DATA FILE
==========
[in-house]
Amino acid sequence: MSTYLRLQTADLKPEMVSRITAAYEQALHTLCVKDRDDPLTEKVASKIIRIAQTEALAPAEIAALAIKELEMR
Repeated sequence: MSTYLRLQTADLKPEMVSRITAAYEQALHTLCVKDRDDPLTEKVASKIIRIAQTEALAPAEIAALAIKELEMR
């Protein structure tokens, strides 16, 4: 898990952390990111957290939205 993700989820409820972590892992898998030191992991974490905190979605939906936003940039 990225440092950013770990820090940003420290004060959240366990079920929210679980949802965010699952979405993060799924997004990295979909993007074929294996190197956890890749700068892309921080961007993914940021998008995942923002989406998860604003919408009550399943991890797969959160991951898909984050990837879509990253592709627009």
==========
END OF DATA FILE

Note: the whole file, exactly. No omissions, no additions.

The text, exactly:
[in-house]
Amino acid sequence: MSTYLRLQTADLKPEMVSRITAAYEQALHTLCVKDRDDPLTEKVASKIIRIAQTEALAPAEIAALAIKELEMR
Repeated sequence: MSTYLRLQTADLKPEMVSRITAAYEQALHTLCVKDRDDPLTEKVASKIIRIAQTEALAPAEIAALAIKELEMR
């Protein structure tokens, strides 16, 4: 898990952390990111957290939205 993700989820409820972590892992898998030191992991974490905190979605939906936003940039 990225440092950013770990820090940003420290004060959240366990079920929210679980949802965010699952979405993060799924997004990295979909993007074929294996190197956890890749700068892309921080961007993914940021998008995942923002989406998860604003919408009550399943991890797969959160991951898909984050990837879509990253592709627009």